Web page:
Trump Doubles Down On Criticism of Kim Jong Un During Alabama Rally
President Donald Trump went after Kim Jong Un during a campaign rally for Sen. Luther Strange (R-Ala.) in Alabama on Friday night, the latest barb in the ongoing exchange of threats and insults between the two leaders.
Jeff Sessions' New Chief Of Staff: Mueller's Russia Probe Could Be A 'Witch Hunt'
WASHINGTON ? Attorney General Jeff Sessions has appointed as his chief of staff a former federal prosecutor who has written that the special counsel investigation into the Trump administration could be turning into a ?witch hunt.?
Heartbreak in Puerto Rico: 'We Don't Have Anything'
Cassini captured mysterious 'glitch' on Saturn's rings before death dive
Cassini sent home one last batch of photos from Saturn before plunging to its death Friday and among them was an attempt to record a mysterious object embedded in the planet's rings, otherwise known as "Peggy."
Mexico focuses search for quake survivors on 10 buildings; 273 dead
By Daniel Trotta and Lizbeth Diaz MEXICO CITY (Reuters) - Rescuers swarmed over rubble with shovels and picks on Thursday in a frantic search for survivors two days after Mexico's deadliest earthquake in a generation, focusing on 10 collapsed buildings where people may still be alive. Mexico City Mayor Miguel Angel Mancera said 50 people were not accounted for. Working without pause since Tuesday afternoon's 7.1-magnitude quake, first responders and volunteers have saved 60 survivors from central Mexico City to poor neighborhoods far to the south.
Riot Cops In St. Louis Cracked Down On A Peaceful Protest Before The Sun Set
ST. LOUIS COUNTY ? There are a couple of ways you could describe what happened Wednesday night as demonstrators once again took to the streets to protest last week?s not-guilty verdict in the murder trial of Jason Stockley ? a former St. Louis Metropolitan Police officer who in 2011 shot and killed a black man fleeing a drug stop.
Excitement bubbles up at BYU as caffeinated soda now on sale
PROVO, Utah (AP) ? Mormon church-owned Brigham Young University ended a six-decade ban Thursday on the sale of caffeinated soft drinks on campus, surprising students by posting a picture of a can of Coca-Cola on Twitter and just two words: "It's happening."
Mormon Church Drops $35 Million On Printer's Manuscript Of The Book Of Mormon
Red faces as Russian monument to creator of Kalashnikov depicts German rifle
The monument in the heart of Moscow was supposed to be a tribute to Mikhail Kalashnikov, the creator of the AK-47 assault rifle. Unfortunately, things went wrong, spectacularly so. The etching on the plinth was not of a Kalashnikov but the StG 44 rifle used by the Nazis during WWII. The mistake was spotted by arms experts, the BBC reported. It left the authorities having to use an angle grinder to remove the offending image. "A mistake has been made by the sculptor," executive director of the Russian Military Historical Society Vladislav Kononov was quoted as saying by Russian news agencies. A man uses an angle grinder as he removes a sketch allegedly featuring German StG44 rifle Credit: Mladen Antonov/AFP The AK-47 was, in fact, the Soviet answer to the Sturmgewehr 44 (StG44), which the German forces used from 1944. Determined to find an equally effective weapon, the Soviet Union launched a competition, which was won by Mikhail Kalashnikov. Having been wounded at the Battle of Bryansk, Kalashnikov began designing weapons. The AK-47 has been in use since the late 1940s. Kalashnikov, who died in 2013, aged 94 made little money out of his invention. Rather ruefully he said he wished he had designed a lawnmower. Although the AK-47 remains the most popular assault rifle in the world, last year the Kalashnikov company said it was branching out into menswear. "Kalashnikov is a global brand," said Kalashnikov's marketing director, Vladimir Dmitriyev, "and we rightly believe that clothing and souvenir products with our symbol will be in demand among buyers."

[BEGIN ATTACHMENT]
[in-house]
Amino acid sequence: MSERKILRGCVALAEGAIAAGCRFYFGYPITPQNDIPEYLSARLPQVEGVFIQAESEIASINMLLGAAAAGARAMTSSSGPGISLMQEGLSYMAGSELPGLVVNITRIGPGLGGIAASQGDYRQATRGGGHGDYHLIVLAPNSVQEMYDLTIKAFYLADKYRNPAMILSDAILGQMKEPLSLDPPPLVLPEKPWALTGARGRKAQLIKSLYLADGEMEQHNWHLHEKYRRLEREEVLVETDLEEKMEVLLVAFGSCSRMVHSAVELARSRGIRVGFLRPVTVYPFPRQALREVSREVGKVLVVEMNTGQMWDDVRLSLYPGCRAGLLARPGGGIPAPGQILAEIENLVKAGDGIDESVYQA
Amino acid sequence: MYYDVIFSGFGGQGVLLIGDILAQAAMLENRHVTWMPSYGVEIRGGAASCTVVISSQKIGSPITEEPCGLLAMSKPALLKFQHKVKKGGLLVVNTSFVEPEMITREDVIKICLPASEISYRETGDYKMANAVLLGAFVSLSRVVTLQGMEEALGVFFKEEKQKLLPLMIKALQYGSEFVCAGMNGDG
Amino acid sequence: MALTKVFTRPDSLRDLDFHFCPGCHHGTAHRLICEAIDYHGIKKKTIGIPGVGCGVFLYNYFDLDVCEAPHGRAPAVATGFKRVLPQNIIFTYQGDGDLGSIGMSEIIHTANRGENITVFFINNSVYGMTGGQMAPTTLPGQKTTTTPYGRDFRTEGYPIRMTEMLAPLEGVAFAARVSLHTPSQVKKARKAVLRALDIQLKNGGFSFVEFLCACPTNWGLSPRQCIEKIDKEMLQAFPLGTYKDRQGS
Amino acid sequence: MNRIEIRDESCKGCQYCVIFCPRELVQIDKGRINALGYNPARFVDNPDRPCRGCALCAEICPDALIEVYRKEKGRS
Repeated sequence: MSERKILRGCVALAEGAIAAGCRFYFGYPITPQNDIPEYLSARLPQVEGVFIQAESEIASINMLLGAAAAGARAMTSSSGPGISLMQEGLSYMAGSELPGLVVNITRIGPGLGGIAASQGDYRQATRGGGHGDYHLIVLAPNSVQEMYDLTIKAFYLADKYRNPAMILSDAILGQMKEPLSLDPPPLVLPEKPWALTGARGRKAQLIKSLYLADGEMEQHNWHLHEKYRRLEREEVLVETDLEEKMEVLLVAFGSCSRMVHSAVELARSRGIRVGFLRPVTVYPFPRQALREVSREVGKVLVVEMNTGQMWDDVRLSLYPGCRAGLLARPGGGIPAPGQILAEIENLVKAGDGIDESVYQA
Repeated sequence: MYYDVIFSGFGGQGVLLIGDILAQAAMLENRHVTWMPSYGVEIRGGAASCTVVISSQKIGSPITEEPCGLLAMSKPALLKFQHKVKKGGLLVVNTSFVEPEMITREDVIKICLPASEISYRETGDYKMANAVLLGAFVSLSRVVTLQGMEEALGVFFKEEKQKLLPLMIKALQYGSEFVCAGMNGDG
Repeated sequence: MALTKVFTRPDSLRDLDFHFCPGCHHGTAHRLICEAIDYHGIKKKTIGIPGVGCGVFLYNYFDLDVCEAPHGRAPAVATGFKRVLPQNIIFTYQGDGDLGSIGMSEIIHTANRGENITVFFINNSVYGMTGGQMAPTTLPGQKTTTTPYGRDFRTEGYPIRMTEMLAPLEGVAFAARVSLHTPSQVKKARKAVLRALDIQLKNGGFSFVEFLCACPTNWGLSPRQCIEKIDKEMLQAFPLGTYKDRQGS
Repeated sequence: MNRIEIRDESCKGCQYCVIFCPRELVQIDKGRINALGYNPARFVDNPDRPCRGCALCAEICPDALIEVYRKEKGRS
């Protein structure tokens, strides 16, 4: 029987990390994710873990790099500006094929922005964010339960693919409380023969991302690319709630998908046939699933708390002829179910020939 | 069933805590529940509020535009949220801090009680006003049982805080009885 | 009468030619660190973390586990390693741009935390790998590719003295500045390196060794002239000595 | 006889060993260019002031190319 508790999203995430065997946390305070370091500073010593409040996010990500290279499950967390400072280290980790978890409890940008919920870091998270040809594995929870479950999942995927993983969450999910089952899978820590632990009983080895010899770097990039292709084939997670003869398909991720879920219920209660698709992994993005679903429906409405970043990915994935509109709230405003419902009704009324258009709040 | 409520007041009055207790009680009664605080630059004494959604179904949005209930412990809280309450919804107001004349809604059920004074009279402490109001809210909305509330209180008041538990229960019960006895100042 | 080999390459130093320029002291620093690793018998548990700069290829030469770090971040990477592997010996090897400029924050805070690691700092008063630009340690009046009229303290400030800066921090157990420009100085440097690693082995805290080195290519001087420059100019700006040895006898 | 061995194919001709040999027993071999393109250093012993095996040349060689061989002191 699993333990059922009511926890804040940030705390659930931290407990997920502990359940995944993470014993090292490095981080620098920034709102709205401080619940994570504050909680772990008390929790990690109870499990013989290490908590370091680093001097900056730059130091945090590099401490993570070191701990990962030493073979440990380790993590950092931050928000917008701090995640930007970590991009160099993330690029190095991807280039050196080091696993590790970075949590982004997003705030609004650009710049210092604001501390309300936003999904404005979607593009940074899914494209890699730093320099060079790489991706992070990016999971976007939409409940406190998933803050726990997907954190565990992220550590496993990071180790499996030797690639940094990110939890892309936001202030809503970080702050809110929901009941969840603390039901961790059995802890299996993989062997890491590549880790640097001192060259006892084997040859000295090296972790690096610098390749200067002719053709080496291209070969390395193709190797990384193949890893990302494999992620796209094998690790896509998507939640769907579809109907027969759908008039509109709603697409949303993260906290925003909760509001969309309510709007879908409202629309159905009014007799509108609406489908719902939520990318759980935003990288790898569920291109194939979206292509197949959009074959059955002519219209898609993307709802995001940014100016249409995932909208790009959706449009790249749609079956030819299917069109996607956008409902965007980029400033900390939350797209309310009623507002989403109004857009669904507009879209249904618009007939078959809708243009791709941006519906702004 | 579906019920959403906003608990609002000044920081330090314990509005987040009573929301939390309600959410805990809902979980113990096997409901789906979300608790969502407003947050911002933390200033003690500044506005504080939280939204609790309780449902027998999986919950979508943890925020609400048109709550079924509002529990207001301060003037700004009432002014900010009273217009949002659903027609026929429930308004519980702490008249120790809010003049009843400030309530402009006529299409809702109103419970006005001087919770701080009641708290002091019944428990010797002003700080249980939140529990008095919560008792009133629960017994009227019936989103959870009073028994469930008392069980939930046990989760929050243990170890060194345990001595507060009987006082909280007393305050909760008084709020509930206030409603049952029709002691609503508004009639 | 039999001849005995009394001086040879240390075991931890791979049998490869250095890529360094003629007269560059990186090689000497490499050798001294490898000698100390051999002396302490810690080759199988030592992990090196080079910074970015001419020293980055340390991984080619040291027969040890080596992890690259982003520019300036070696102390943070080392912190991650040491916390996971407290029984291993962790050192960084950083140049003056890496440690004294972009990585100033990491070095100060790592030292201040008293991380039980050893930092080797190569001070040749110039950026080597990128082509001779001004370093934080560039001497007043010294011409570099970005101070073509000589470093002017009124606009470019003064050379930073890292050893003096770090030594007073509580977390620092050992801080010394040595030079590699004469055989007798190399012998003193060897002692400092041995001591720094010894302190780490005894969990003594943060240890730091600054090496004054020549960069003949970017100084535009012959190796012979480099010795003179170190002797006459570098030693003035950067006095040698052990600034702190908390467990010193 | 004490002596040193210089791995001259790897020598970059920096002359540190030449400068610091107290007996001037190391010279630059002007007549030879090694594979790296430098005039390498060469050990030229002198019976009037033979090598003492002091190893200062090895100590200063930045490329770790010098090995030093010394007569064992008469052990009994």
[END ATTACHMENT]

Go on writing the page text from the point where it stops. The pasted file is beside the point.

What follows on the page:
US forces in South Korea receive fake, urgent message telling them to evacuate immediately
US troops in South Korea have been sent an urgent message telling their families to flee the country. The US Army has now been forced to send out a message telling troops to check any messages and ensure that they are legitimate. Officials have so far not been able to publicly confirm where the messages came from, or whether they are related at all to ongoing tensions with North Korea.